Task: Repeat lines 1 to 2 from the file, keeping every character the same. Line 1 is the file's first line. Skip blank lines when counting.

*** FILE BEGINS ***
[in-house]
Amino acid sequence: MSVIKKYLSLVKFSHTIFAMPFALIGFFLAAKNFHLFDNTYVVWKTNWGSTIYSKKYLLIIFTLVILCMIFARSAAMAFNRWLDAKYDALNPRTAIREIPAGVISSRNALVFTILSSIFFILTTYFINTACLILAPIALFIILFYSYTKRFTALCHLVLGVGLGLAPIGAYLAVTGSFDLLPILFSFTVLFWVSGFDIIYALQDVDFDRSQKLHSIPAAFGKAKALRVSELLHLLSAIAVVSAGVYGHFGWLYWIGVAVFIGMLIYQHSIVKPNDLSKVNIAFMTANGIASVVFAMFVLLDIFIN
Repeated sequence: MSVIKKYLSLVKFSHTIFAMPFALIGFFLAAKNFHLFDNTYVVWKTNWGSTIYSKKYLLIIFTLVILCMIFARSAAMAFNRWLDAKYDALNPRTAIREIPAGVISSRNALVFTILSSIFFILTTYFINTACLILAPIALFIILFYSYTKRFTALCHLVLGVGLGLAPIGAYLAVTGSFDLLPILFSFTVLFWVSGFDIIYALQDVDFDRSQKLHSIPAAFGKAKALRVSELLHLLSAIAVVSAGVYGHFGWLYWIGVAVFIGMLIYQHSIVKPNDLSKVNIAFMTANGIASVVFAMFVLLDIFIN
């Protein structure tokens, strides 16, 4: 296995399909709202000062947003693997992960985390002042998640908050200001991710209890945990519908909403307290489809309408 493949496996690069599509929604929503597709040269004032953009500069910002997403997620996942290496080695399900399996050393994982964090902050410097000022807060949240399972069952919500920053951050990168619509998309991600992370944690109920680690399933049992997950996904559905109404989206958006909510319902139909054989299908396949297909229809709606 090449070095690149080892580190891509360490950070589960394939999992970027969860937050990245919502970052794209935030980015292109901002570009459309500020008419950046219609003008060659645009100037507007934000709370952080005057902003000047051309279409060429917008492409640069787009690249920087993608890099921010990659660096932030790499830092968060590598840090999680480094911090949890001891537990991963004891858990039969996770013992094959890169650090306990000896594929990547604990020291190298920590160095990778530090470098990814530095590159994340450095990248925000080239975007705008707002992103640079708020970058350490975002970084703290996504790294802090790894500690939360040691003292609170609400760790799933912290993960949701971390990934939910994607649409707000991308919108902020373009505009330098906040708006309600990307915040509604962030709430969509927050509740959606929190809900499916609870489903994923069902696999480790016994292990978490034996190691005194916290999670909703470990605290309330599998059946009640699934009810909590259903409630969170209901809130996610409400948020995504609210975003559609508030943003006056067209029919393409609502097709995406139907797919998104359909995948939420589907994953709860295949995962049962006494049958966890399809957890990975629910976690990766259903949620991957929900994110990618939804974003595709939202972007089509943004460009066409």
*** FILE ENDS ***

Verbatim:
[in-house]
Amino acid sequence: MSVIKKYLSLVKFSHTIFAMPFALIGFFLAAKNFHLFDNTYVVWKTNWGSTIYSKKYLLIIFTLVILCMIFARSAAMAFNRWLDAKYDALNPRTAIREIPAGVISSRNALVFTILSSIFFILTTYFINTACLILAPIALFIILFYSYTKRFTALCHLVLGVGLGLAPIGAYLAVTGSFDLLPILFSFTVLFWVSGFDIIYALQDVDFDRSQKLHSIPAAFGKAKALRVSELLHLLSAIAVVSAGVYGHFGWLYWIGVAVFIGMLIYQHSIVKPNDLSKVNIAFMTANGIASVVFAMFVLLDIFIN